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Free Office apps to mobile users a teachable moment for CIOs

The big news this week is that Microsoft has decided to change up its software strategy. The software giant is  now offering free Office apps for iPhone and Android users and has even made a deal with Dropbox so that Office users can access the storage service with their mobile device.

If the king of enterprise software is changing up its software strategy should CIOs be doing the same? That’s the question SearchCIO’s Fran Sales explores in this week’s Searchlight News Roundup.

She argues that Microsoft’s move is reason enough to think long and hard about  BYOA (bring your own application) — the inexorable push by employees to use whatever apps they feel they need to get their jobs done, corporate-sanctioned or not.

Of course, embracing BYOA can be tricky. Sales’ column provides tips from O’Sullivan and Blue Hill Research’s Chief Research Officer Hyoun Park to help you get started.

In other news this week, Workday is incorporating big data analytics into its products, Facebook placed an “I’m a Voter” button at the top of their page this week (to sway the elections perhaps?), Google is playing catch-up with amazon (announcing that they are adapting their cloud services to allow customers to set them up more quickly), and more in this week’s Searchlight.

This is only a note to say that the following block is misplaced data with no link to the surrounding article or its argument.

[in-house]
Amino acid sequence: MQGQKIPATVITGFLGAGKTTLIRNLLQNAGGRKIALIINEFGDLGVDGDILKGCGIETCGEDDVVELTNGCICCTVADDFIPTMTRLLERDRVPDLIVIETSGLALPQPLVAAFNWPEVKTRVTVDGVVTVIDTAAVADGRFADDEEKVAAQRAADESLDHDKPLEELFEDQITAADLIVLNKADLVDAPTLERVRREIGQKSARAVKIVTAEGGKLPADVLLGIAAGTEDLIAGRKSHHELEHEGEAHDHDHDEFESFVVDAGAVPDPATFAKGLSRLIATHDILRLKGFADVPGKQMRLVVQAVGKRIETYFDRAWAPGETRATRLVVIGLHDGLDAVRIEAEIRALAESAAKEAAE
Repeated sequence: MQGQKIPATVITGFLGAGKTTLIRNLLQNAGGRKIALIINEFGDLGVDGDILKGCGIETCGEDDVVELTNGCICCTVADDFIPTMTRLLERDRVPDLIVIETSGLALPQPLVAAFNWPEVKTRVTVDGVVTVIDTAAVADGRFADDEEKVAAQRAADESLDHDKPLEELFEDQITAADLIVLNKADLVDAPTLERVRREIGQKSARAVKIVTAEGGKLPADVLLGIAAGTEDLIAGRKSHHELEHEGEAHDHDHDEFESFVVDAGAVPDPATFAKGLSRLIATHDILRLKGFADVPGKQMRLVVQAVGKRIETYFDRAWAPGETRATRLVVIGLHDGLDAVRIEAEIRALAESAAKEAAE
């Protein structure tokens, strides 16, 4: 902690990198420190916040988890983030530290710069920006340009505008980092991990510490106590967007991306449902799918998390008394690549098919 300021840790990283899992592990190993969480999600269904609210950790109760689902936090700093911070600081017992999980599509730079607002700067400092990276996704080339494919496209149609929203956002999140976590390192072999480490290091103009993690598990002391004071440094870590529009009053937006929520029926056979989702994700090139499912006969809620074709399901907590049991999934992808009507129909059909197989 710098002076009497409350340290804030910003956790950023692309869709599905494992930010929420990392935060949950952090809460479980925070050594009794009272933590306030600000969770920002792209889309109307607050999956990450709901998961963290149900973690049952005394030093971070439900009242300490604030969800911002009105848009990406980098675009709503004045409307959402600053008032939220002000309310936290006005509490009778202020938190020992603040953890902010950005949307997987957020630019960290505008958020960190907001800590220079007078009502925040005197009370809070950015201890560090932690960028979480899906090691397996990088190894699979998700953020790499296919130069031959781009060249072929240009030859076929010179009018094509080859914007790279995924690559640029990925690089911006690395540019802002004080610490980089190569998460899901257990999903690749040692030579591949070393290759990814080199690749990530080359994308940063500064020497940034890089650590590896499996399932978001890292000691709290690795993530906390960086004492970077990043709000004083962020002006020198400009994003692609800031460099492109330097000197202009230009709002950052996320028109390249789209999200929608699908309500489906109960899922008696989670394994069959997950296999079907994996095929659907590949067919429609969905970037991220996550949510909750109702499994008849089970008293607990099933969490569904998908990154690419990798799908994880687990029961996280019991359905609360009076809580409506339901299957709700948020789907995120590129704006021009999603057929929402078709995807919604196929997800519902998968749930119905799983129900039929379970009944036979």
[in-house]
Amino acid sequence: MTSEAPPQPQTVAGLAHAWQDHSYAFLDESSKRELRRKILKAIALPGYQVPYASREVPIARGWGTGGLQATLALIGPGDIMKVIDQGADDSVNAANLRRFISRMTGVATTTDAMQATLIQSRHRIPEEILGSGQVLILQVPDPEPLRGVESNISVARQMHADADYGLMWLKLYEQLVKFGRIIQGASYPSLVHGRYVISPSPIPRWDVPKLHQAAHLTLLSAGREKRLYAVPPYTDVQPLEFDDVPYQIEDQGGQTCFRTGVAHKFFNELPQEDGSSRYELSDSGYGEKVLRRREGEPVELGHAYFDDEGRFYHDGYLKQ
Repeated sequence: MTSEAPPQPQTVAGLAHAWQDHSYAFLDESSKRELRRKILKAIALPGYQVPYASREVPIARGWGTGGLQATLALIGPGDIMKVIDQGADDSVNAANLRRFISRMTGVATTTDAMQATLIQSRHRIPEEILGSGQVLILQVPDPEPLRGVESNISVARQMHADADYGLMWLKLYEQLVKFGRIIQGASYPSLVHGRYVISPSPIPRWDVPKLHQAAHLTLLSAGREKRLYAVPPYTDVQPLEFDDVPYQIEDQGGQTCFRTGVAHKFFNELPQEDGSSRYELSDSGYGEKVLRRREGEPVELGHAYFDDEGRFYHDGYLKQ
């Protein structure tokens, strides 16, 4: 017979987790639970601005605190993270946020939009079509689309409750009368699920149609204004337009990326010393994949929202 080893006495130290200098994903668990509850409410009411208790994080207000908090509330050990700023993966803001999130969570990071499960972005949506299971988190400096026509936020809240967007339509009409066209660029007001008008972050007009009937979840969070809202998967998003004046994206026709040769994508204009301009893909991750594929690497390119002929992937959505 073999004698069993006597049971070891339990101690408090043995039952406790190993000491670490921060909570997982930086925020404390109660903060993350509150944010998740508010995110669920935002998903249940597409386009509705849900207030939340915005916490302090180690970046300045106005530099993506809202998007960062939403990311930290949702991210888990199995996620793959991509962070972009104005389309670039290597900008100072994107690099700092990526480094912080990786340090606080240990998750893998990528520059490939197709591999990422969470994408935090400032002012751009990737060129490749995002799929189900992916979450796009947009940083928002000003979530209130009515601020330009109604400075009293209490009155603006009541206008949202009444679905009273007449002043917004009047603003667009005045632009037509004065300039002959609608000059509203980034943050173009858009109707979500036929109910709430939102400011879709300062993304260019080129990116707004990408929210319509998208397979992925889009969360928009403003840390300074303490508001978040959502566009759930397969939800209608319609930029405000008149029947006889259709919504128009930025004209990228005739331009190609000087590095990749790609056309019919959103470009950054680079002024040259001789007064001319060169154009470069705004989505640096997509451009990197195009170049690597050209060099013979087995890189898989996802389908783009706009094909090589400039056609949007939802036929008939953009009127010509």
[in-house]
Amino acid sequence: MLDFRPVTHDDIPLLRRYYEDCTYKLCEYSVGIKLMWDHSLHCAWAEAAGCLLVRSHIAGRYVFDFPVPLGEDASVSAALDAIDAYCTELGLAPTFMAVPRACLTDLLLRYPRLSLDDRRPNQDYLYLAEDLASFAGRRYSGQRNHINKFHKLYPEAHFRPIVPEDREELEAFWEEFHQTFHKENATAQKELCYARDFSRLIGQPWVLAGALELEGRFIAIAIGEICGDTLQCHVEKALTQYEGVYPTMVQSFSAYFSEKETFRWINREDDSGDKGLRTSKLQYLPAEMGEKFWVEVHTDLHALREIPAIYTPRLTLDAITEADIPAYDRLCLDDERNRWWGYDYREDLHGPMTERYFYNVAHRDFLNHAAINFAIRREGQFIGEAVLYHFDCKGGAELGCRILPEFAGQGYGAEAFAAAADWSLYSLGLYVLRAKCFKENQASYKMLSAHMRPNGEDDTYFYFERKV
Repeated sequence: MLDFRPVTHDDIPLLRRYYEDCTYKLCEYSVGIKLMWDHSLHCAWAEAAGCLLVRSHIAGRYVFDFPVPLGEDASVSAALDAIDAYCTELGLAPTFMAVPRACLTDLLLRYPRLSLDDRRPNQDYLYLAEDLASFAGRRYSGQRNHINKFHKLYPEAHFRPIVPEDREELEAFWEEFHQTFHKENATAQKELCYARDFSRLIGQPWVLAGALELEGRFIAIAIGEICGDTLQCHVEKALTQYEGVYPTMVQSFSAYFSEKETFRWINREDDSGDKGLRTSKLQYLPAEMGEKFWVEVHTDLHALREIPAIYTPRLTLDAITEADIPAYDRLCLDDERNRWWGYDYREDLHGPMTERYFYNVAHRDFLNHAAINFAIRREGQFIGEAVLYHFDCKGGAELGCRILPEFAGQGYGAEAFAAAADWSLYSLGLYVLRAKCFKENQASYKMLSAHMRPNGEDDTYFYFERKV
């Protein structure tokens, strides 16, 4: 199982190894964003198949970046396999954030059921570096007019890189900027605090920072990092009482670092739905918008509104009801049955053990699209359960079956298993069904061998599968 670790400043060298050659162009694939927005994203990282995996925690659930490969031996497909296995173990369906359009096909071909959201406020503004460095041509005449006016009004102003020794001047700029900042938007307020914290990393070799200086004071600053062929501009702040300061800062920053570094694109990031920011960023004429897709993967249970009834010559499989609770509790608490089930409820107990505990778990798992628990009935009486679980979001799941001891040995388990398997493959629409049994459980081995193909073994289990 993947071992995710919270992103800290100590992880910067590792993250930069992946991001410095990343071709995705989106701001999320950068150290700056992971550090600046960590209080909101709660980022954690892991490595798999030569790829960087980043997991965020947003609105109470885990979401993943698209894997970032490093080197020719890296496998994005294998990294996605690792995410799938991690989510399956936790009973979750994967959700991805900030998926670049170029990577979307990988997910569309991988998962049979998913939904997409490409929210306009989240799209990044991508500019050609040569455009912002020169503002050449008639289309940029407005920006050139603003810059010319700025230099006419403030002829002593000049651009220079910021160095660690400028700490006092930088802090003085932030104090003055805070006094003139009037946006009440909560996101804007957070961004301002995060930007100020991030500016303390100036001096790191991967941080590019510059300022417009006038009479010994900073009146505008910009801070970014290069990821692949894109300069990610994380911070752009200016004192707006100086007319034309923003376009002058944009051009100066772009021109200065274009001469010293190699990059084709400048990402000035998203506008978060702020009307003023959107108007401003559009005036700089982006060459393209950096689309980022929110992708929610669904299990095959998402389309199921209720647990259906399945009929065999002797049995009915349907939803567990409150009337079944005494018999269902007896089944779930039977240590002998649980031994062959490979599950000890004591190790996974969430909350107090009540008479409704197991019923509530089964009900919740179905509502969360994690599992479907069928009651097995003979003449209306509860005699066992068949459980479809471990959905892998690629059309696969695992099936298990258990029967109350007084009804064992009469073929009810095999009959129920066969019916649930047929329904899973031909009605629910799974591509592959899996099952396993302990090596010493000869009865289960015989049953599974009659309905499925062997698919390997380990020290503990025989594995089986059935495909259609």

Mobile Applications

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But as I've read most of design documents related to Nexus Series, they are mostly known as Datacenter solution. It is of course a great choice, but modularity should be kept in mind. As far as I know, Nexus series do not yet support service modules.
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Thank you Ethan. Well written, timely and very informative.
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